Pioneers: Students James Francis (third from left), Valmy Craffert (third from right), and Jacob Hoffman (second from right) are three of the four UCT students who will graduate with honours degrees in December as part of their intercalated MBChB/medical research studies. They were photographed with (from left) Dr Kevin Ho, medical director, Boehringer Ingelheim South Africa (BISA); Paul Stewart, former CEO, BISA; Prof Bongani Mayosi (middle); and (far right) Georg van Husen, new CEO, BISA, when the company announced its scholarships for the intercalated programme.
In finance and investment they would proably call it 'diversifying your portfolio'.
In the Faculty of Health Sciences, they call it an intercalated degree, which allows a select group of students - they have to be picky, because the programme is so demanding - to squeeze in honours and PhD research degrees while working on their MBChB degrees. This is part of the faculty's plan - ie the UCT Clinical Scholar Programme, funded by a Vice-Chancellor's Strategic Award and led by Professor Arieh Katz and Professor Bongani Mayosi - to jog the production of clinical scientists over the coming years.
The faculty took their cue from European and US models, and a 2010 study by the Academy of Science of South Africa titled Report on Revitalisation of Clinical Research in South Africa.
Come the December graduation ceremonies, four of the five students who signed up for the inaugural Clinical Scholars Programme in 2011 will graduate from step two of the intercalated degree.
Step two - following on from step one, a course in molecular medicine that they had to include in the third year of their MBChB studies - is an honours degree known as BSc (Med) Hons, which Valmy Craffert, James Francis, Jacob Hoffman and Vinasha Ramasamy have now wrapped up. While there had been concerns that the students wouldn't have the background in biological sciences for this honours degree, the four finished the course with aplomb - three managing first-class passes, the fourth scoring an upper second.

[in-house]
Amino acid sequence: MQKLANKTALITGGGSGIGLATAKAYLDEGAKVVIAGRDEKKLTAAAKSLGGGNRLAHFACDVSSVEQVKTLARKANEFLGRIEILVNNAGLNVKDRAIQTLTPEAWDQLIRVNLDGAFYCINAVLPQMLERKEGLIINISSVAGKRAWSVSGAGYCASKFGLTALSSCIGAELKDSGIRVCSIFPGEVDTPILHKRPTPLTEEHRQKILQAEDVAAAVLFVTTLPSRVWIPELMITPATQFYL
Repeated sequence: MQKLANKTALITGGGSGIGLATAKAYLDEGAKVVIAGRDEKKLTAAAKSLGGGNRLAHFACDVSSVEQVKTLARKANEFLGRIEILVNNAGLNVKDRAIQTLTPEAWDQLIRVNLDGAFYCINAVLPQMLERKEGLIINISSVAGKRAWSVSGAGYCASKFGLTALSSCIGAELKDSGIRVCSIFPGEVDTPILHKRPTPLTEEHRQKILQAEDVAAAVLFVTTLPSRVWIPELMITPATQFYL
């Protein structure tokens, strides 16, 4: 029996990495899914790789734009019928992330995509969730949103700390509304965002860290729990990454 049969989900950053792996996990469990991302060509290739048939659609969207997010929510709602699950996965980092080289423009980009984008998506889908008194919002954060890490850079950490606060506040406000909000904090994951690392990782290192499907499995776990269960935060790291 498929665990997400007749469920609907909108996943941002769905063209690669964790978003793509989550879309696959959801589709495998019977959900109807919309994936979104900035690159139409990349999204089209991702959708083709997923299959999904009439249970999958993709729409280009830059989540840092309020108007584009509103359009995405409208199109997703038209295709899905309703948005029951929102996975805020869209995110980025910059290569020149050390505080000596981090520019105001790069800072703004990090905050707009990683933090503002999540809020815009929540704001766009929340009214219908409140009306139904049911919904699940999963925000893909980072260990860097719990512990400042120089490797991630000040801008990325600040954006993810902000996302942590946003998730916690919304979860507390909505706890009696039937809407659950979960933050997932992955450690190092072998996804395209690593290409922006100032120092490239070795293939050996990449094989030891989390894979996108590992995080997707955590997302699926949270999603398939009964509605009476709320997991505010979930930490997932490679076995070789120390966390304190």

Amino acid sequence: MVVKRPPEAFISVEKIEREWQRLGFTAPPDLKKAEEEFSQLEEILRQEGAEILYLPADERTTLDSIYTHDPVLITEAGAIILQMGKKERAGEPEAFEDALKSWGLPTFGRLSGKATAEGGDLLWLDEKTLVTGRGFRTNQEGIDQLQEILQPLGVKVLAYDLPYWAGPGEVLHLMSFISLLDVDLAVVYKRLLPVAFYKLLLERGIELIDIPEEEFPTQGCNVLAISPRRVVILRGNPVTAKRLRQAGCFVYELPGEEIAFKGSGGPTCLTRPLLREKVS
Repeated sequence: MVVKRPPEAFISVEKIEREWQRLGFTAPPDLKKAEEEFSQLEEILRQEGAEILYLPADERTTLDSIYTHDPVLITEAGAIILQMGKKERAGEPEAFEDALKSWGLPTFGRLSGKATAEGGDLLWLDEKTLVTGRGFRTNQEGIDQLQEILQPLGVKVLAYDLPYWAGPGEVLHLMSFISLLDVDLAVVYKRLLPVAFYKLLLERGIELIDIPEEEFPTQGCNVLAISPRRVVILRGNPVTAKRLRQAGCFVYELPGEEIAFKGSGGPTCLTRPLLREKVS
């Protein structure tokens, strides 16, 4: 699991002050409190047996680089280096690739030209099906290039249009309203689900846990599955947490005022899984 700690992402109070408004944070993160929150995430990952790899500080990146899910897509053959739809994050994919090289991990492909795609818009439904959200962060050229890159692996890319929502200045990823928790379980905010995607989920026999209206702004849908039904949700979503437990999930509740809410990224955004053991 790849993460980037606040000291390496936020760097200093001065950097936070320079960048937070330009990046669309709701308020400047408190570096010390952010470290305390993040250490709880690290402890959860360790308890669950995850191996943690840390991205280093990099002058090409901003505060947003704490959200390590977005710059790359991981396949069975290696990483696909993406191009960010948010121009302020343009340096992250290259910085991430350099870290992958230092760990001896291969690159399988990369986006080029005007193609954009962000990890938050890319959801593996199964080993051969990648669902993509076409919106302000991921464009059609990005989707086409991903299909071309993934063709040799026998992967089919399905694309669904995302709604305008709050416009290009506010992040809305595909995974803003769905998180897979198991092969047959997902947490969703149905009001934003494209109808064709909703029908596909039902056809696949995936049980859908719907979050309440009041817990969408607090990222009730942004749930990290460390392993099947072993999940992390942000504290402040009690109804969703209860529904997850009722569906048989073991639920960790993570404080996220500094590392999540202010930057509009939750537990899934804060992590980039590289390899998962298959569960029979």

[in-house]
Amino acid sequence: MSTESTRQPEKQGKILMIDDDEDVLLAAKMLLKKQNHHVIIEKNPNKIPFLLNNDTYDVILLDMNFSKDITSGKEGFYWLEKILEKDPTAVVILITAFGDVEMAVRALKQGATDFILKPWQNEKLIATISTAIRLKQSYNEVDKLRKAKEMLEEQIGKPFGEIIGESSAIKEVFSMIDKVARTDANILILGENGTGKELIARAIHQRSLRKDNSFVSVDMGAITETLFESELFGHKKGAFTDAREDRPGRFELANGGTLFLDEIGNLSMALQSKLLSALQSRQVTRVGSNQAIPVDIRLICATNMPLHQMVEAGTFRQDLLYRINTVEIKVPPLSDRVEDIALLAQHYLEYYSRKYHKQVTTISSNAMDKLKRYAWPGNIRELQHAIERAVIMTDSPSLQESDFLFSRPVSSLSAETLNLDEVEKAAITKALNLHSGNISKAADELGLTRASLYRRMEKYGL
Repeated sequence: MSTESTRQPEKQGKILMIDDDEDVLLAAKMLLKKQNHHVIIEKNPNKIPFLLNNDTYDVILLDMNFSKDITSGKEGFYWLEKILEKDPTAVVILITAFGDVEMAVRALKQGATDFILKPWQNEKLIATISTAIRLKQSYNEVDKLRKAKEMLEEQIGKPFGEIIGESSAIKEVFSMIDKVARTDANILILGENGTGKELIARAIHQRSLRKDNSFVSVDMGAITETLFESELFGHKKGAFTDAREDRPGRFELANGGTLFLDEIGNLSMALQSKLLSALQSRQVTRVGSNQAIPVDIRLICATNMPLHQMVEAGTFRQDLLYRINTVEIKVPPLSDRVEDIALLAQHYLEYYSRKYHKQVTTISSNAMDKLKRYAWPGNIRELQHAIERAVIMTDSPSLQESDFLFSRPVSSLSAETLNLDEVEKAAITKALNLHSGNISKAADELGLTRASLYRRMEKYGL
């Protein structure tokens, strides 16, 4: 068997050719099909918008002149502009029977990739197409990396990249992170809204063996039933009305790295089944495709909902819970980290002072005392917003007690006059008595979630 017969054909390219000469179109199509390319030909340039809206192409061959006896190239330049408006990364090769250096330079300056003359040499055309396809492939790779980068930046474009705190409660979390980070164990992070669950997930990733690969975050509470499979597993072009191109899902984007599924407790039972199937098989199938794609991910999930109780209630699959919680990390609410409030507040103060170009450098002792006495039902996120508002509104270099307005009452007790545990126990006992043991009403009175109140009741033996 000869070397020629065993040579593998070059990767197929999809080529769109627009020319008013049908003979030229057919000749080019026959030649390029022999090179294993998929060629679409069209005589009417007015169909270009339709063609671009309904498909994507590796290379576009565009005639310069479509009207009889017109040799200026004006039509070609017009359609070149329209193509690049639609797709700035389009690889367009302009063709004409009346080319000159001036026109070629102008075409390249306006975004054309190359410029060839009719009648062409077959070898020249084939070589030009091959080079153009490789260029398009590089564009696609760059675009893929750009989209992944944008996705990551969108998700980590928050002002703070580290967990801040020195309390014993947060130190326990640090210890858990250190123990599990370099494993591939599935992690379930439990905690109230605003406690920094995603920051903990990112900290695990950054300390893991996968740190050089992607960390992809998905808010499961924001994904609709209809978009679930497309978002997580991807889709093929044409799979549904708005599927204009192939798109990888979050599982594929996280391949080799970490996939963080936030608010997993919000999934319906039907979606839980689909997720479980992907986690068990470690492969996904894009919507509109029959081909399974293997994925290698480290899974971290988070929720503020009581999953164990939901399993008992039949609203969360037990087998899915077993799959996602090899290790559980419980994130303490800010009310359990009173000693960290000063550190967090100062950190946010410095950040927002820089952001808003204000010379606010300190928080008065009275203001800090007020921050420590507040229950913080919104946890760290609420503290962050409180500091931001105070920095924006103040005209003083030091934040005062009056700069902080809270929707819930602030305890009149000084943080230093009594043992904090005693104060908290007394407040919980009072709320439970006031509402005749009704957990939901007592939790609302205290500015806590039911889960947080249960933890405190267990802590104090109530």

Craffert and Hoffman were the best students of the BSC (Med) Hons programmes.
To do this degree, the four had taken a year's break from their medical degree. For 2013, Craffert, Francis and Hoffman will return to their MBChB studies, choosing to put off part three of the intercalated degree, a three-year PhD, until after graduating. But the research bug has bit Ramasamy, who had chosen to leave medical studies and go for a master's degree, and thereafter, doctoral studies.
"The top performance of the medical students in BSc (Med) Hons vindicates the proposers of this programme," says Katz, "and are a testament that the intercalated BSc (Med) Hons/MBChB programme will generate the future clinician-scientists that will lead and revitalise clinical research in SA."
The numbers are proof of that. Five students who did the molecular medicine course in the third year of their MBChB studies in 2012 have signed up for the BSc (Med) Hons degree in 2013, and over a dozen have applied for the intercalated programme for next year, hoping to kick-start their dual careers with the selfsame molecular medicine course.
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